According to SharpFootballStats.com, which uses sportsbooks’ win totals to determine future strength of schedule, the Giants have the second-hardest schedule in the NFL this season. The Giants will probably be underdogs in their first five games: vs. Pittsburgh, at Chicago, vs. San Francisco, at L.A. Rams, at Dallas. That’s not an ideal situation for a first-time head coach.
Can Dave Gettleman survive another losing season?
The Giants are 9-23 since Gettleman took over as general manager, and there have been plenty of questionable decisions. The Daniel Jones pick, controversial in the moment, might turn out to be his masterpiece. Other than that, not a lot has worked out. For one bad example, trading up to draft cornerback DeAndre Baker in the first round last year looked bad when Baker struggled as a rookie and much worse when he was charged with armed robbery this offseason. Trading for defensive lineman Leonard Williams in a contract year and then overpaying to keep him on the franchise tag a few months later was questionable too.
Gettleman survived after last season when Pat Shurmur didn’t. Another bad season wouldn’t help his case. If Jones plummets in his second year, there won’t be a lot on Gettleman’s ledger with the Giants to indicate he deserves a fourth season.
Perhaps the Giants could take a big jump. Daniel Jones having a full offseason as the starter, not worried about the Giants giving ceremonial starts to Eli Manning to make up for a decision Ben McAdoo made years ago, helps. Jones has good talent around him and an improved line. The defense will probably be bad, but it can’t get too much worse than last year. It’s hard to envision a playoff berth no matter what, but a .500 season would be reason to believe the Giants made the right hire in Joe Judge.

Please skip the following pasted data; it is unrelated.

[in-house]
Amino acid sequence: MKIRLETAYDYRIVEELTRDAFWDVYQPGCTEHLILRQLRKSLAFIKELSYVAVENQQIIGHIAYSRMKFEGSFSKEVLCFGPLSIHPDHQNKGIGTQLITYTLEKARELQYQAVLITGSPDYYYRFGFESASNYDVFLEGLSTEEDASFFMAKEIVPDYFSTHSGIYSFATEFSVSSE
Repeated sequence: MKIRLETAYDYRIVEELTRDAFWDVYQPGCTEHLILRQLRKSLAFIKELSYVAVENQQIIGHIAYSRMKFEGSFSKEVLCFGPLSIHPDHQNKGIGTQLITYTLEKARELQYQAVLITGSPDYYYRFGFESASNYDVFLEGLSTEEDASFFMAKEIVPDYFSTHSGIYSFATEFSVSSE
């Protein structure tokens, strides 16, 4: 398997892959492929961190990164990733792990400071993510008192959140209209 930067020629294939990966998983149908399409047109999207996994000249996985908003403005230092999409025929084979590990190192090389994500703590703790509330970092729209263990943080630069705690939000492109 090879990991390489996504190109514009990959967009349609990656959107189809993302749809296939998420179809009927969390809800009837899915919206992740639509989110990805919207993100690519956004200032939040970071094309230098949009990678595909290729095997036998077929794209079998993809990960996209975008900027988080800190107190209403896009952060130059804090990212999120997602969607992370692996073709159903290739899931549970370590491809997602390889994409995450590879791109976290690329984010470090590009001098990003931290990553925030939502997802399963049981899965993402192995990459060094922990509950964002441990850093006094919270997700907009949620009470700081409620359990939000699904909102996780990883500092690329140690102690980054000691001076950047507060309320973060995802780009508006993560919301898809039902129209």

The Giants averaged five wins from 2017-19 and now have a new, unproven coach taking over during a weird offseason. Daniel Jones played very well in his best games, but in the other eight starts he had nine touchdowns and 12 interceptions. The Giants might be bad, and it’s not hard to see them having serious questions about Joe Judge and Jones by the end of the season. Even another losing season is fine if New York feels it made progress with Judge and Jones plays well. If Jones struggles and Judge looks like he’s in over his head, then what?
The Giants aren’t as bad as the worst few teams in the NFL — they’re unlikely to finish in last place thanks to the Washington Redskins — but we shouldn’t expect too much either. The defense is a work in progress, and we’ll see if Daniel Jones can eliminate the bad plays and games that kept his rookie season from being a complete success. New York shouldn’t be 4-12 again, like last season, but would being in the six-win range make Giants fans happy?
32. Jacksonville Jaguars
31. Washington Football Team
30. Cincinnati Bengals
29. Carolina Panthers
28. New York Giants
27. Detroit Lions
26. New York Jets
25. Atlanta Falcons
24. Miami Dolphins
23. Las Vegas Raiders
22. Los Angeles Chargers
21. Houston Texans
20. Arizona Cardinals
19. Minnesota Vikings
18. Chicago Bears
17. Los Angeles Rams
16. Cleveland Browns
15. Pittsburgh Steelers
14. Denver Broncos
13. Indianapolis Colts
12. Philadelphia Eagles
11. Seattle Seahawks
10. Green Bay Packers
9. New England Patriots
8. Tennessee Titans
7. Tampa Bay Buccaneers
6. Dallas Cowboys
5. Buffalo Bills
4. San Francisco 49ers
3. New Orleans Saints
2. Kansas City Chiefs
1. Baltimore Ravens